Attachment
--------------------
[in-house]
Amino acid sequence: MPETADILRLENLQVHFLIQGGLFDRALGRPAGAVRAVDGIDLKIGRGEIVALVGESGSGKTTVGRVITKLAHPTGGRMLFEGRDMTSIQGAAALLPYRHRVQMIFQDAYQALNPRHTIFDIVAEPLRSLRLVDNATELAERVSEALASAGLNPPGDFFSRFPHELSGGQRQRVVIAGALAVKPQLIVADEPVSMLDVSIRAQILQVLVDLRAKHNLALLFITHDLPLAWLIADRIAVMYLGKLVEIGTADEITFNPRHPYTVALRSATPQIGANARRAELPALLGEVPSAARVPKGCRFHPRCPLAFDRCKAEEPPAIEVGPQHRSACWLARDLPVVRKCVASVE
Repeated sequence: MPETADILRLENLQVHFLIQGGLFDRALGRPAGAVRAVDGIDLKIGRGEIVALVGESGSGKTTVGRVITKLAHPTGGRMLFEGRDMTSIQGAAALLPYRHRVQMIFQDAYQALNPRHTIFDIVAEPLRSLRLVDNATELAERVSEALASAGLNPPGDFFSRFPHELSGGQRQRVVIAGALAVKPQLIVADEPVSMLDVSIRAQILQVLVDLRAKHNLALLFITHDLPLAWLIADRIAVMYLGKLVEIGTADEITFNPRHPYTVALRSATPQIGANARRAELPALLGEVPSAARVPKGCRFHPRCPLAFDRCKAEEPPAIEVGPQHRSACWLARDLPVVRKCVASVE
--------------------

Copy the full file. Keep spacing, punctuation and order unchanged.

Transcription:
[in-house]
Amino acid sequence: MPETADILRLENLQVHFLIQGGLFDRALGRPAGAVRAVDGIDLKIGRGEIVALVGESGSGKTTVGRVITKLAHPTGGRMLFEGRDMTSIQGAAALLPYRHRVQMIFQDAYQALNPRHTIFDIVAEPLRSLRLVDNATELAERVSEALASAGLNPPGDFFSRFPHELSGGQRQRVVIAGALAVKPQLIVADEPVSMLDVSIRAQILQVLVDLRAKHNLALLFITHDLPLAWLIADRIAVMYLGKLVEIGTADEITFNPRHPYTVALRSATPQIGANARRAELPALLGEVPSAARVPKGCRFHPRCPLAFDRCKAEEPPAIEVGPQHRSACWLARDLPVVRKCVASVE
Repeated sequence: MPETADILRLENLQVHFLIQGGLFDRALGRPAGAVRAVDGIDLKIGRGEIVALVGESGSGKTTVGRVITKLAHPTGGRMLFEGRDMTSIQGAAALLPYRHRVQMIFQDAYQALNPRHTIFDIVAEPLRSLRLVDNATELAERVSEALASAGLNPPGDFFSRFPHELSGGQRQRVVIAGALAVKPQLIVADEPVSMLDVSIRAQILQVLVDLRAKHNLALLFITHDLPLAWLIADRIAVMYLGKLVEIGTADEITFNPRHPYTVALRSATPQIGANARRAELPALLGEVPSAARVPKGCRFHPRCPLAFDRCKAEEPPAIEVGPQHRSACWLARDLPVVRKCVASVE